The Health and Safety Kit: PPE
One of the most effective steps you can take to ensure you are upholding sufficient health and safety in your workplace is to provide PPE (Personal Protective Equipment) to your workers.
Even in situations where you have established a safe system of work, there may still be hazards that present a risk to workers which can be protected against with the right type of PPE.
- Contaminated air (fumes and dust)
Respiratory problems and lung disease can result from even short term exposure to breathing contaminated air. Providing simple face masks that filter out dust may be sufficient protection in some cases, or you may need to rely on power-assisted respirators to protect from fumes and vapours.
In extremely hazardous environments, breathing apparatus with an independent supply of air, such as fresh-air hoses or self-contained breathing apparatus may be necessary to provide complete protection from harm.
- Falling materials and equipment
An impact from falling or flying objects, or even low beams that can be bumped into present a risk to the safety of workers. Industrial safety helmets, hard hats or bump caps are necessary in these situations. As are safety boots or steel toe capped shoes that will protect workers feet from dropped objects.
Many helmets will also incorporate ear and eye protection for high risk environments.
- Corrosive liquids, particles and dust
The risks to eyes can range from gas, vapour and radiation to particles, chemical splashes and dust, and as eyes are one of the most sensitive parts of the body, where even minor damage can result in long term limited sight or even blindness, protection is essential.
Safety goggles or spectacles, face screens, face shields and helmets with visors (such as welding masks) will all provide protection from different hazards so you’ll have to choose the right type of protection for the applicable hazards – splashes, dust, impacts, etc.
- Corrosive materials, skin irritants and penetration
Chemicals, contaminated dust, sharp objects, sparks or particles, gas and vapours can all cause damage is they come into contact with exposed skin.
In some cases gloves, gauntlets or sleeving can provide adequate protection, but in other industries full body protection must be supplied, such as aprons, overalls, boiler suits or chemical suits.
- Extreme temperatures
If workers are exposed to extreme temperatures, hot or cold, they may require protective clothing that incorporates thermal insulation or heat or fire resistant properties.
For example, thermal jackets, gloves and boots may be necessary for workers in freezing conditions such as cold stores.
- Loud noises
High sound levels, even for short periods, or long periods of exposure to sound can result in hearing loss and damage, but the right type of earplugs and earmuffs will provide protection against lasting damage.
The Health and Safety at Work Act 1974 covers all work environments and places a duty of care on employers to ensure the safety of their workers by taking reasonable steps to remove or reduce any hazards. Risk assessments are a legal requirement for most working environments and will help you to identify the risks presents in order to protect against them.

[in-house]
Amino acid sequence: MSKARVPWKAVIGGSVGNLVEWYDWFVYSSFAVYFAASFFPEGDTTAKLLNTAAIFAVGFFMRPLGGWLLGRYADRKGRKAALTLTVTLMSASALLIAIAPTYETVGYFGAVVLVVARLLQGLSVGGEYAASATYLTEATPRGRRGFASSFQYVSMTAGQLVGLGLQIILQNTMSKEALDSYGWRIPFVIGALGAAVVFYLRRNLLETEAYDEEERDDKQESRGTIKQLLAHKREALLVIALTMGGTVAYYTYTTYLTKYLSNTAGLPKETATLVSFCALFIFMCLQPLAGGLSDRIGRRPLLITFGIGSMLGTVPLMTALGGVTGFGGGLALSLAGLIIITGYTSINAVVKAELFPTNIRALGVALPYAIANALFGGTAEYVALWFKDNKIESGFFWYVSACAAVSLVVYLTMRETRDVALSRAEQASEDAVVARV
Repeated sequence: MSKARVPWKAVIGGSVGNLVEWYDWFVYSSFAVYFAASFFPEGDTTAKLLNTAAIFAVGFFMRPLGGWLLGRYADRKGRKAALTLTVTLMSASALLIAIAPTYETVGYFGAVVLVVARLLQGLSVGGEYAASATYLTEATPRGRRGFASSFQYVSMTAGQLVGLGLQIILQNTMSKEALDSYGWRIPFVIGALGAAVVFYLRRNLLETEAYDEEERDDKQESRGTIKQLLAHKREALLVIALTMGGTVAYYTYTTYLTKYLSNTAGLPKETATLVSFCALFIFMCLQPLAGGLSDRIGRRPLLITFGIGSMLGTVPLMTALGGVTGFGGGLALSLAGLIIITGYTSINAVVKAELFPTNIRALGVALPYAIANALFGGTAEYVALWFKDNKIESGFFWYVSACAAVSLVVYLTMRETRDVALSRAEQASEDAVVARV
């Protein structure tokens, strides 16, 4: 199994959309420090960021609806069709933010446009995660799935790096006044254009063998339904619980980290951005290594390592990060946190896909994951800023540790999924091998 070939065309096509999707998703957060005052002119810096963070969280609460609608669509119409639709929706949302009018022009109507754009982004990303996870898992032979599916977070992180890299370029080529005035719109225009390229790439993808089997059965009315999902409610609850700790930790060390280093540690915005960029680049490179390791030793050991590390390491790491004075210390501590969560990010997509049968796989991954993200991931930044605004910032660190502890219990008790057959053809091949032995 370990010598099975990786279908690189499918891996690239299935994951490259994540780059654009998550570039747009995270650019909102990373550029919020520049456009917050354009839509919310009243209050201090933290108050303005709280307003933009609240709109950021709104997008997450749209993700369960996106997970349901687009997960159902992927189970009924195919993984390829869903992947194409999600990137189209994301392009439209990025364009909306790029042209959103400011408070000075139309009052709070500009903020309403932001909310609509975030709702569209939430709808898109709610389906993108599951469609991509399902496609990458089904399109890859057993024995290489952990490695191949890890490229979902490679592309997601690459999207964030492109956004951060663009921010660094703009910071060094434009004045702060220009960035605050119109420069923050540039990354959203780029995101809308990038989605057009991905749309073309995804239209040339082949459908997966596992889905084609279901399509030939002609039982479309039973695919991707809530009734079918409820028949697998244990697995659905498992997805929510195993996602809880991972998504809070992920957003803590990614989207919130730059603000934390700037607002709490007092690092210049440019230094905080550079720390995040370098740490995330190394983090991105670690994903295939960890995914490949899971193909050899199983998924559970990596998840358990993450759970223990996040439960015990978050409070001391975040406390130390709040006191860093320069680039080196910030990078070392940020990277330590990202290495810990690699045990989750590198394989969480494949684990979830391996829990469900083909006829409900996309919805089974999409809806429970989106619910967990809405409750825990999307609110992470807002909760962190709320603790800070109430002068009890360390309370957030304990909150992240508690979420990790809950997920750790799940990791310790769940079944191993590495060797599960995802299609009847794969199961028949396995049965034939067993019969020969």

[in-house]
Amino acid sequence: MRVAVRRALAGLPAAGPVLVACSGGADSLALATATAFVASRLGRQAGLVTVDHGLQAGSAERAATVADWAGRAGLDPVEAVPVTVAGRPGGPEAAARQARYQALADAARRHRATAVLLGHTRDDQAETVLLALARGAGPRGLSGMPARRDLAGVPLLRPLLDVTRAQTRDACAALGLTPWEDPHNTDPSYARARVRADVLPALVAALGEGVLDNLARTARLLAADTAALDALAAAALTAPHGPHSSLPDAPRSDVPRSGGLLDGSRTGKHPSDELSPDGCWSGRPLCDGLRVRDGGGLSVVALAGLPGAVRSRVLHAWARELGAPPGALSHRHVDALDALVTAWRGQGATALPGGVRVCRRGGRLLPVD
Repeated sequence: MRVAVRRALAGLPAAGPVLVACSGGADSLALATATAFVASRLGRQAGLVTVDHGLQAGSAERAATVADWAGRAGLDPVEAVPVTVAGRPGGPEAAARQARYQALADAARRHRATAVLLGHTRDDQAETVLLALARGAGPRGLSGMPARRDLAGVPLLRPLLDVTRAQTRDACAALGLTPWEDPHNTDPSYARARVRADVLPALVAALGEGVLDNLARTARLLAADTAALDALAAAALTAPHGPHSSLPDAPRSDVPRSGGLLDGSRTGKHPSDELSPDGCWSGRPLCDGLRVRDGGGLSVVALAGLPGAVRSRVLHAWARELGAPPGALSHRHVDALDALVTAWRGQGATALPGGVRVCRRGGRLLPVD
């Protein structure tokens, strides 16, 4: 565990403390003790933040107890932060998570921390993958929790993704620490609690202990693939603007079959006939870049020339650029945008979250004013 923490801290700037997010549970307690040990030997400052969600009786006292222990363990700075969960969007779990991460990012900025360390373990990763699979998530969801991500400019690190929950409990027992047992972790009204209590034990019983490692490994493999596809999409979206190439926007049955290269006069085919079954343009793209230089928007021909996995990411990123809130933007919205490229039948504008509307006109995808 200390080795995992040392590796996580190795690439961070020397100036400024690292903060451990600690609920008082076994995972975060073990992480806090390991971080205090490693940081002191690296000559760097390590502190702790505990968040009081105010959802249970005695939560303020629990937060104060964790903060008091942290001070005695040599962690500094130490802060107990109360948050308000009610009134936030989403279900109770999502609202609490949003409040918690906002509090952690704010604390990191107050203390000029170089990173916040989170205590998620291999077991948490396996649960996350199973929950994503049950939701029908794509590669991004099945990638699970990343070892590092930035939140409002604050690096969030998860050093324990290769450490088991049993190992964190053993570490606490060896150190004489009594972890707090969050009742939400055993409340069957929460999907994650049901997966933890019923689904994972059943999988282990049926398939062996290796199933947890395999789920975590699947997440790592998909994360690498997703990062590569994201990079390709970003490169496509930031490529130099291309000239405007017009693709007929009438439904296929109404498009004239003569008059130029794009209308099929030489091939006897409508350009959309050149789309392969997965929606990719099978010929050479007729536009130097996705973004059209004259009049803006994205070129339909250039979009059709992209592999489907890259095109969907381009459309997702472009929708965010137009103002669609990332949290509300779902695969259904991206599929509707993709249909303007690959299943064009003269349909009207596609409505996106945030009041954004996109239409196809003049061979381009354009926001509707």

The other applicable pieces of legislation are the The Personal Protective Equipment Regulations 2002 and the Personal Protective Equipment at Work Regulations 1992 (as amended), as well as other special regulations that cover specific hazards such as hazardous substances, noise and radiation.
As an employer, you should only use PPE as a last resort, so when other safe systems of work fail to provide adequate protection or when the risk is unable to be completely removed. In these cases, PPE must be provided free of charge to employees and it is your responsibility, as the employer, to ensure it is appropriate for the level of risk, fits each individual properly and that they are trained to use it and detect any faults. It must also be adequately and regularly maintained.
To select the correct type of PPE you must ask yourself who is at risk; what are they at risk from; how long is exposure to the risk; and what is the level of risk.
All PPE must be CE marked. It must fit the user and if it must be used alongside other forms of PPE, it must be compatible.
You should also provide appropriate instruction and training so your workers know how to use it safely, when it is necessary or compulsory and how to recognise faults that may make it less effective.
You must also monitor and review the use of PPE to ensure it is always being used properly, install safety signs in areas where PPE is compulsory and take into consideration any changes to materials, processes or equipment that may mean you need to upgrade your PPE.
As an employer, manager or business owner you are directly responsible for the safety of your workers and the provision of PPE. By ensuring you and your supervisors have the correct training to properly manage the use of PPE and that your workers are trained to work safely and use PPE when necessary, you can protect your workers from risk and protect yourself from legal repercussions
At Health and Safety Training Ltd, we offer a range of health and safety courses that can help you maintain a safe working environment, including:
For any more information, or to arrange training for you, your managers or your workers, simply get in touch today. We’ll be happy to tailor any courses to ensure they suit the particular risks of your industry or workplace.UKCG Recognises NPORS Cards at Last! The Consequences of Working Without a Forklift Certification